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Why being ‘Secure by Design’ matters

Why being ‘Secure by Design’ matters

While common sense might dictate that security vulnerabilities are likely to be more expensive and time-consuming to fix after the fact, it is still frequently overlooked (or simply cast aside) until later in the piece, writes Tom Moore of Aura.

Security does not simply drop off the ‘to-do’ list as soon as a project is complete

Tom Moore, Aura

When a project team sets out to implement a new IT system, all too often, the topic of security isn’t given enough consideration until it’s far too late. While common sense might dictate that security vulnerabilities are likely to be more expensive and time-consuming to fix after the fact, it is still frequently overlooked (or simply cast aside) until later in the piece. Not only does this put the project itself at risk – an unsecure system can also result in significant financial or reputational risk to the entire business.

The reason why security is routinely an afterthought is something that continues to baffle security experts. Tom Moore, Practice Manager for Australia and New Zealand at leading Wellington-based cyber security firm, Aura Information Security, explains why businesses need to adopt a ‘Secure by Design’ approach to not only minimise the likelihood of projects running into unexpected cost; but also avoid exposing the business to unnecessary risk.

Security as an afterthought

It’s true that the security aspect of any new IT system probably isn’t going to be the thing that gets the project team excited. Security relies heavily on people and process – and everyone is likely to be focused on designing and building the amazing technology rather than the security of it. Unfortunately, it’s precisely this sort of short-term thinking that leaves vulnerabilities in your IT that can be easily exploited by cybercriminals.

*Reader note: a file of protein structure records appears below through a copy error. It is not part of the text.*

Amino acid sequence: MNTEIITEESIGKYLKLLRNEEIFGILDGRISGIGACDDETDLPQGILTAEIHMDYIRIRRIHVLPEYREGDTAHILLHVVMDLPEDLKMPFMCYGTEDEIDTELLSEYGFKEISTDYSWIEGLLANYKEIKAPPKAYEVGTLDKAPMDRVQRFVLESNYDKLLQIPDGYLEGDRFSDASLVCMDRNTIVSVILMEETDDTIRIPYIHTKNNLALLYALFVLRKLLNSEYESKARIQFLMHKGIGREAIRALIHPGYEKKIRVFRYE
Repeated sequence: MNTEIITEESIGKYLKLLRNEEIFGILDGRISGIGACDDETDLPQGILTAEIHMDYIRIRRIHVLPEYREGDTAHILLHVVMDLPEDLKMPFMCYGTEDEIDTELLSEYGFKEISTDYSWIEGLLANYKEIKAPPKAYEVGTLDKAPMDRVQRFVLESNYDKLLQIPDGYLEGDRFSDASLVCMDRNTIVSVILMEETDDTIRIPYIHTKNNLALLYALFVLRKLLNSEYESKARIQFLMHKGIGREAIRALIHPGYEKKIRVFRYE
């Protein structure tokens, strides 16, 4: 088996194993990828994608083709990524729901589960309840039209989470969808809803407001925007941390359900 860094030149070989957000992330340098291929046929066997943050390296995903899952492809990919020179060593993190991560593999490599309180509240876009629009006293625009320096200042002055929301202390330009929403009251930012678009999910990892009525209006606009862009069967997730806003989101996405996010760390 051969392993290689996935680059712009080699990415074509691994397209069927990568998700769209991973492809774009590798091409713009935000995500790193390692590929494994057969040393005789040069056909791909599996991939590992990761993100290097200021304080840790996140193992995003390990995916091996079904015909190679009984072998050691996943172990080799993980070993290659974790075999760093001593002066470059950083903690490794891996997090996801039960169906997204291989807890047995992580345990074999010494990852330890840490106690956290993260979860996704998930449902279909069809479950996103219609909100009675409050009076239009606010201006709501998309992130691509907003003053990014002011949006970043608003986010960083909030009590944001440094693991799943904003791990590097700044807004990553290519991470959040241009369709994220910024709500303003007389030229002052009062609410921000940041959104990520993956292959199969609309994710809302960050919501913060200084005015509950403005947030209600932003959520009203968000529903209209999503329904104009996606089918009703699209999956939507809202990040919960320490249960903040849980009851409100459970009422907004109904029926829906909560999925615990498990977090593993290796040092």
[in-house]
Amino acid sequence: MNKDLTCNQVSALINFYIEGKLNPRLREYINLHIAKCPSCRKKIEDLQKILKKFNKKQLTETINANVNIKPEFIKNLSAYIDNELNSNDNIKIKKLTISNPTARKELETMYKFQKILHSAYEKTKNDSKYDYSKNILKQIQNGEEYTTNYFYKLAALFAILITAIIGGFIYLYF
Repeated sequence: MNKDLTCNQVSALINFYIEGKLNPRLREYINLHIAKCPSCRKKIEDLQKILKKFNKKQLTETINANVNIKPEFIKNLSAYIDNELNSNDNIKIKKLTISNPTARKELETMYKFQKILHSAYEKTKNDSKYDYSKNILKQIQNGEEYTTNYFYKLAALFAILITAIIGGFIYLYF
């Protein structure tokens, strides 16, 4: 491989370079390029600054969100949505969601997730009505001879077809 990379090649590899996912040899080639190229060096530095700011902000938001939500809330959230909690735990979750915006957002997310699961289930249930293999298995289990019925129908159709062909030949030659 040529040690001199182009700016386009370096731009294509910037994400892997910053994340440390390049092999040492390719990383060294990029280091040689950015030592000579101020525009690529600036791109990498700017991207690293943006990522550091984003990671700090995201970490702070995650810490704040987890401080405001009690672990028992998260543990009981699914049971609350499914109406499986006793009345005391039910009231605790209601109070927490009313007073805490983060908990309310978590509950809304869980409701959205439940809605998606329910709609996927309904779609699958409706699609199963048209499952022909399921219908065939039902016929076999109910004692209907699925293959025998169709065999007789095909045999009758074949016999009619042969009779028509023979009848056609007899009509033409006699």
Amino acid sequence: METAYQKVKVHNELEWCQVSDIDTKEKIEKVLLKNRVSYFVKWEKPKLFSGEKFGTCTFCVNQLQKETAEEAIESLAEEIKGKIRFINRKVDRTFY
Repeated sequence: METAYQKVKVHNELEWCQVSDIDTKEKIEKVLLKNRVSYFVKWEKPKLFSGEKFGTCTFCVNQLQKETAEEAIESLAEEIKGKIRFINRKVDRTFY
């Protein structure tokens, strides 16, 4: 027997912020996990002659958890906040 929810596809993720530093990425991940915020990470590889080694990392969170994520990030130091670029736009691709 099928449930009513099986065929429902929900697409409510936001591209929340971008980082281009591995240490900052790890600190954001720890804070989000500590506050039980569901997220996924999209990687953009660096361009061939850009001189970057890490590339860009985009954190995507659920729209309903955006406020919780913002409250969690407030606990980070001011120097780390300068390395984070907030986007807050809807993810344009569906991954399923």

One example of this in action is the recent hack of American consumer credit reporting agency Equifax, where it is reported the identities of up to 44 million people were compromised. In that hack, the customer details acquired by the hackers could then be used to fraudulently open lines of credit. Equifax – a listed company – saw its stock lose 13 per cent of its value in the immediate aftermath.

Despite the constant barrage of highly public security compromises, and the significant financial and reputational impact they have, the level of maturity and awareness relating to the business risk that information security represents is mixed at best. Government tends to be somewhat ahead of the game, however much of the private market is immature with a tendency to rush into delivering the functionality desired by the business.

Unfortunately, for many businesses it often takes a negative experience to put the topic of information security on the agenda. Our team is regularly called upon at the eleventh hour to help remediate security vulnerabilities that could have easily been fixed much earlier in the project – often under the watchful eye of a project manager whose deadline and budget is fast approaching, or well passed.

When you buy a car, you expect the manufacturer has considered safety features such as seatbelts and airbags before they started thinking about performance and aesthetics. The same should apply when implementing a new IT system.

Tom Moore, Aura

Why be ‘Secure by Design’?

By adopting a ‘Secure by Design’ approach, businesses can identify security risk in the early stages, and remediate vulnerabilities when it is most cost and time effective. Essentially, ‘Secure by Design’ is about proactively managing your information security risk throughout the project, which in turn enables you to deliver a secure outcome to your business.